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Webisodes Offer Brands Like Ikea, Sara Lee And Maybelline A New Outlet

Posted by Stephanie Startz on November 25, 2009 07:01 PM

The media landscape has abruptly changed. Magazines have shuttered, newspaper circulation has dwindled and viewers have tuned out broadcast television. Where are brands to turn now that the established advertising channels have dried up?

To the Internet, of course, where they’re creating their own content to advertise around: web series.

Web series – online shorts created for advertisers, also known as webisodes and branded entertainment – are having a great year. Brands like Ikea, American Family Insurance, Sara Lee, Hidden Valley Ranch and Maybelline have flocked to the trend, reaping positive results.

The notion is not completely new, harkening back to the early days of entertainment and radio and television shows sponsored by a sole brand. Today, what has changed is the extent to which brands are involved in the creative process.

A keen eye is put towards creating, first and foremost, entertaining content -- as well as avoiding hucksterism:

“The market place is shifting and brands have to think of themselves as media companies,” said David Freeman, general manager at Matter in Los Angeles, a Clorox agency that is part of the Edelman Sports and Entertainment Marketing unit of Edelman. But when developing branded entertainment, “the entertainment part has to come first,” he added, otherwise consumers will dismiss it as “pushing a product.”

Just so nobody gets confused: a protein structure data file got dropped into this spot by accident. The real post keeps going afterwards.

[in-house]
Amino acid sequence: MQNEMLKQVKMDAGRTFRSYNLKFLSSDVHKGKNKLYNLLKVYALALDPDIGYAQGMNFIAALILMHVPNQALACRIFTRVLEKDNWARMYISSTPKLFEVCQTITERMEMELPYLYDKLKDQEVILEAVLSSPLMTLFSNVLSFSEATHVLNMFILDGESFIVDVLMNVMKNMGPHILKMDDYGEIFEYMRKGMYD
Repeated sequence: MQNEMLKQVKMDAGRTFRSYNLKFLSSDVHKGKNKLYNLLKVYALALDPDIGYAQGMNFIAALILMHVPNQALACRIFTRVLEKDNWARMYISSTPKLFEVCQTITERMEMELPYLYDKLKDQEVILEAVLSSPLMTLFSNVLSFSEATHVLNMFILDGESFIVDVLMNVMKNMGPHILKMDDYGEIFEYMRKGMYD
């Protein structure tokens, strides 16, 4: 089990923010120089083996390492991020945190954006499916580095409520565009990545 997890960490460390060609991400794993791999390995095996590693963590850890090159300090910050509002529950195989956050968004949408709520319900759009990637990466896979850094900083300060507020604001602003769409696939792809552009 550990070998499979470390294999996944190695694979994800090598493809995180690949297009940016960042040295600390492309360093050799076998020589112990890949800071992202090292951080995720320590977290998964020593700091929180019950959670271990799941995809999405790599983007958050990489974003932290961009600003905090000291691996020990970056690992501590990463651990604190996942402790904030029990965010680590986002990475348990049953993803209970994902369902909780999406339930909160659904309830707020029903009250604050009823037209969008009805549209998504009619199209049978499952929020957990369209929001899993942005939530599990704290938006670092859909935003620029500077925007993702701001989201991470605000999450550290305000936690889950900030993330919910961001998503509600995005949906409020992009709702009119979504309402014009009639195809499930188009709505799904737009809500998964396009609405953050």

A major platform for many webisodes has been NBC Universals Digital Studio, a unit created last year to specialize in shows that “have an episodic, TV feel but [are] digestible, in portions sized appropriately for online viewing — typically three to seven minutes each.” NBCU plays host to American Family Insurance’s “In Gayle We Trust,” starring Elisa Donovan, and Hidden Valley Ranch’s “Garden Party,” starring Jennie Garth.

A challenge to the network is to not alienate viewers with too much promotion. NBCU says it is committed to creating valuable entertainment in collaboration with brands, while safeguarding their own brand against shameless promotion. Cameron Death, president for digital content at NBCU, places a priority on maintaining the NBC brand: “I am the keeper of the NBC brand as much as anybody else’s brand…I can’t put the peacock logo on.”

Web series can also be used off the Internet, repackaged for on-demand channels and in mobile shorts, offering brands greater awareness and viewers.


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April 16, 2010 03:08 AM #

hunter valley luxury accommodation United States says:

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April 16, 2010 03:08 AM #

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